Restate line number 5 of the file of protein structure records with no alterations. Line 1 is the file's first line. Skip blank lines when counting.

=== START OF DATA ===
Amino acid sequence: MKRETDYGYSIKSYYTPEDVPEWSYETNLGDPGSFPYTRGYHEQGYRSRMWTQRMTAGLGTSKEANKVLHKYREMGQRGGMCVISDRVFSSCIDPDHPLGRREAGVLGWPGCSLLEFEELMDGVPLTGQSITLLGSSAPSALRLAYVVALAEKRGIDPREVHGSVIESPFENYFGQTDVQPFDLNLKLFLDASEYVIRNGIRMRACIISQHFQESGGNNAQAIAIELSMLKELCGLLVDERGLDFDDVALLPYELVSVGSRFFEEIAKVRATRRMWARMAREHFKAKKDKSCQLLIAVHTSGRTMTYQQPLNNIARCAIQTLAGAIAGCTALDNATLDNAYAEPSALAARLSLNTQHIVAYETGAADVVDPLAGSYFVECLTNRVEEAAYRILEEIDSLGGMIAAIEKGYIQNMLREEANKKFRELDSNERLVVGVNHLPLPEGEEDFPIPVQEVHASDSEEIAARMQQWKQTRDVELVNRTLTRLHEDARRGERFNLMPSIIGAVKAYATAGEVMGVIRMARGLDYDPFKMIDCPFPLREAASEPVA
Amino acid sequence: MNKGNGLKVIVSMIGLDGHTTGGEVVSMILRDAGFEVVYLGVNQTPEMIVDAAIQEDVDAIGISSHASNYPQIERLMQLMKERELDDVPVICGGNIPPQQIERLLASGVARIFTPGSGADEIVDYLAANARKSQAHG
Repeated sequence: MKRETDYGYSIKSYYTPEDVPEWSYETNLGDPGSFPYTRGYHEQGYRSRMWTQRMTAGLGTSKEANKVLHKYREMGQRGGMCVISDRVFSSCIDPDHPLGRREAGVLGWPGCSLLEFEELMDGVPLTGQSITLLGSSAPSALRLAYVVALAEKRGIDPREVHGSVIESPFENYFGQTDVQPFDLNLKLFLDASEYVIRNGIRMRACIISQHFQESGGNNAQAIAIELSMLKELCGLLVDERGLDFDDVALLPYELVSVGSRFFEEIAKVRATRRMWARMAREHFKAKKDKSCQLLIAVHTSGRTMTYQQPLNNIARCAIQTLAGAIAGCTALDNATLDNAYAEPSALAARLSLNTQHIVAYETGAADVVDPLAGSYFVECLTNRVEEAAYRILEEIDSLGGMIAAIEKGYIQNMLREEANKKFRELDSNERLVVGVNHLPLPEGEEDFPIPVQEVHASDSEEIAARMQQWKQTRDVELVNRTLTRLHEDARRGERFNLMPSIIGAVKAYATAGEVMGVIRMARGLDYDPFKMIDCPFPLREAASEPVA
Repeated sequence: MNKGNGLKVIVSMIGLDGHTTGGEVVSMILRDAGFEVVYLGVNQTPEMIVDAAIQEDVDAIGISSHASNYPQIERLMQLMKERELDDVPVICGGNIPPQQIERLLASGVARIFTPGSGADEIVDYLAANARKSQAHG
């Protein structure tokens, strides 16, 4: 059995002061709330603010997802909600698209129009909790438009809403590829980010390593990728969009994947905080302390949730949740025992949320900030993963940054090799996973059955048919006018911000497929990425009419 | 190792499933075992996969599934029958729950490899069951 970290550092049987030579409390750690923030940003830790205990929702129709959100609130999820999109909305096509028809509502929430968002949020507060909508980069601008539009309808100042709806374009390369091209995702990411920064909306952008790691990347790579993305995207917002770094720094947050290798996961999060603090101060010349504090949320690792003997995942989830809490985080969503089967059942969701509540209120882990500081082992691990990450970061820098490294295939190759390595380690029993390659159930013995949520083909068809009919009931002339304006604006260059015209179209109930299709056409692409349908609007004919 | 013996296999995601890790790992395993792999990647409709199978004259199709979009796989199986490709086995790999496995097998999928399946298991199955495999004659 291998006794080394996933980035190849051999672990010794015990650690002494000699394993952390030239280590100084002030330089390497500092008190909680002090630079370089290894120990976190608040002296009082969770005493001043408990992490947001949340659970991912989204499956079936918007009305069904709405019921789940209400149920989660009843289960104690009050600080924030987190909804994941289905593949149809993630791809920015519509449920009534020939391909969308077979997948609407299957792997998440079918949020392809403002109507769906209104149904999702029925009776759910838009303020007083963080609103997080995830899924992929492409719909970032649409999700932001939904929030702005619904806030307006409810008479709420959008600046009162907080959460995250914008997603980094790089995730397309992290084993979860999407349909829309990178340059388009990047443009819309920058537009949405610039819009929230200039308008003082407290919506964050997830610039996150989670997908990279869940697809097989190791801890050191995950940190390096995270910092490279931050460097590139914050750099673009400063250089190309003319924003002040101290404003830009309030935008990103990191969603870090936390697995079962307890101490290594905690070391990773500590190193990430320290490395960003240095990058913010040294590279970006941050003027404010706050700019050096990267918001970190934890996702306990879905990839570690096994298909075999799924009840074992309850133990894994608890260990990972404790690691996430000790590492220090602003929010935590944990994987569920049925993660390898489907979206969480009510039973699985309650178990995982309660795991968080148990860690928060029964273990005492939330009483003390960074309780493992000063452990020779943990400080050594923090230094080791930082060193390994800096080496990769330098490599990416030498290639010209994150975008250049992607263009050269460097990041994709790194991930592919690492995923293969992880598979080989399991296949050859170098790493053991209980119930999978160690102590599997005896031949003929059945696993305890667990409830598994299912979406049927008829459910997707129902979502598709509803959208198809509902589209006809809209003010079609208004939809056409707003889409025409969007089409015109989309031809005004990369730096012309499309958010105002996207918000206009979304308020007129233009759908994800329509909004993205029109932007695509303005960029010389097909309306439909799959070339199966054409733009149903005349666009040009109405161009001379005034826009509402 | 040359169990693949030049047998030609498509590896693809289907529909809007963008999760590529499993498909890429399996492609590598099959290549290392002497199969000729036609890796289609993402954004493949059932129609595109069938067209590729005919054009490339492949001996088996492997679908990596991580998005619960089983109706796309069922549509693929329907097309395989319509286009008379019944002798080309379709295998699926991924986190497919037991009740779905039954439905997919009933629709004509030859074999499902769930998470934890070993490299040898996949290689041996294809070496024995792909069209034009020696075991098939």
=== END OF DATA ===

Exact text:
């Protein structure tokens, strides 16, 4: 059995002061709330603010997802909600698209129009909790438009809403590829980010390593990728969009994947905080302390949730949740025992949320900030993963940054090799996973059955048919006018911000497929990425009419 | 190792499933075992996969599934029958729950490899069951 970290550092049987030579409390750690923030940003830790205990929702129709959100609130999820999109909305096509028809509502929430968002949020507060909508980069601008539009309808100042709806374009390369091209995702990411920064909306952008790691990347790579993305995207917002770094720094947050290798996961999060603090101060010349504090949320690792003997995942989830809490985080969503089967059942969701509540209120882990500081082992691990990450970061820098490294295939190759390595380690029993390659159930013995949520083909068809009919009931002339304006604006260059015209179209109930299709056409692409349908609007004919 | 013996296999995601890790790992395993792999990647409709199978004259199709979009796989199986490709086995790999496995097998999928399946298991199955495999004659 291998006794080394996933980035190849051999672990010794015990650690002494000699394993952390030239280590100084002030330089390497500092008190909680002090630079370089290894120990976190608040002296009082969770005493001043408990992490947001949340659970991912989204499956079936918007009305069904709405019921789940209400149920989660009843289960104690009050600080924030987190909804994941289905593949149809993630791809920015519509449920009534020939391909969308077979997948609407299957792997998440079918949020392809403002109507769906209104149904999702029925009776759910838009303020007083963080609103997080995830899924992929492409719909970032649409999700932001939904929030702005619904806030307006409810008479709420959008600046009162907080959460995250914008997603980094790089995730397309992290084993979860999407349909829309990178340059388009990047443009819309920058537009949405610039819009929230200039308008003082407290919506964050997830610039996150989670997908990279869940697809097989190791801890050191995950940190390096995270910092490279931050460097590139914050750099673009400063250089190309003319924003002040101290404003830009309030935008990103990191969603870090936390697995079962307890101490290594905690070391990773500590190193990430320290490395960003240095990058913010040294590279970006941050003027404010706050700019050096990267918001970190934890996702306990879905990839570690096994298909075999799924009840074992309850133990894994608890260990990972404790690691996430000790590492220090602003929010935590944990994987569920049925993660390898489907979206969480009510039973699985309650178990995982309660795991968080148990860690928060029964273990005492939330009483003390960074309780493992000063452990020779943990400080050594923090230094080791930082060193390994800096080496990769330098490599990416030498290639010209994150975008250049992607263009050269460097990041994709790194991930592919690492995923293969992880598979080989399991296949050859170098790493053991209980119930999978160690102590599997005896031949003929059945696993305890667990409830598994299912979406049927008829459910997707129902979502598709509803959208198809509902589209006809809209003010079609208004939809056409707003889409025409969007089409015109989309031809005004990369730096012309499309958010105002996207918000206009979304308020007129233009759908994800329509909004993205029109932007695509303005960029010389097909309306439909799959070339199966054409733009149903005349666009040009109405161009001379005034826009509402 | 040359169990693949030049047998030609498509590896693809289907529909809007963008999760590529499993498909890429399996492609590598099959290549290392002497199969000729036609890796289609993402954004493949059932129609595109069938067209590729005919054009490339492949001996088996492997679908990596991580998005619960089983109706796309069922549509693929329907097309395989319509286009008379019944002798080309379709295998699926991924986190497919037991009740779905039954439905997919009933629709004509030859074999499902769930998470934890070993490299040898996949290689041996294809070496024995792909069209034009020696075991098939």